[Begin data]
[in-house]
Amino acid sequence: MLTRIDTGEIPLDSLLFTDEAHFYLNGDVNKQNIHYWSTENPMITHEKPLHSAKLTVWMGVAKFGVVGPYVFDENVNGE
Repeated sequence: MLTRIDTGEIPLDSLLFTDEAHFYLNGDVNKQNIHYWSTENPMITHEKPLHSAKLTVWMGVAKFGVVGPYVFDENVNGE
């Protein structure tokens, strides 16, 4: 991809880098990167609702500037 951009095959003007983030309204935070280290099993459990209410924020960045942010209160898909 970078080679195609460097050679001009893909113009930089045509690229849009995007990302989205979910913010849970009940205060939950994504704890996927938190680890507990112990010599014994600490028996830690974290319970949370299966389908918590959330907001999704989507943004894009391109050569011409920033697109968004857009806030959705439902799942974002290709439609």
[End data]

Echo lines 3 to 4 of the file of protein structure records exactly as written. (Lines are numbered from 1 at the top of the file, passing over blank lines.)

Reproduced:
Repeated sequence: MLTRIDTGEIPLDSLLFTDEAHFYLNGDVNKQNIHYWSTENPMITHEKPLHSAKLTVWMGVAKFGVVGPYVFDENVNGE
């Protein structure tokens, strides 16, 4: 991809880098990167609702500037 951009095959003007983030309204935070280290099993459990209410924020960045942010209160898909 970078080679195609460097050679001009893909113009930089045509690229849009995007990302989205979910913010849970009940205060939950994504704890996927938190680890507990112990010599014994600490028996830690974290319970949370299966389908918590959330907001999704989507943004894009391109050569011409920033697109968004857009806030959705439902799942974002290709439609």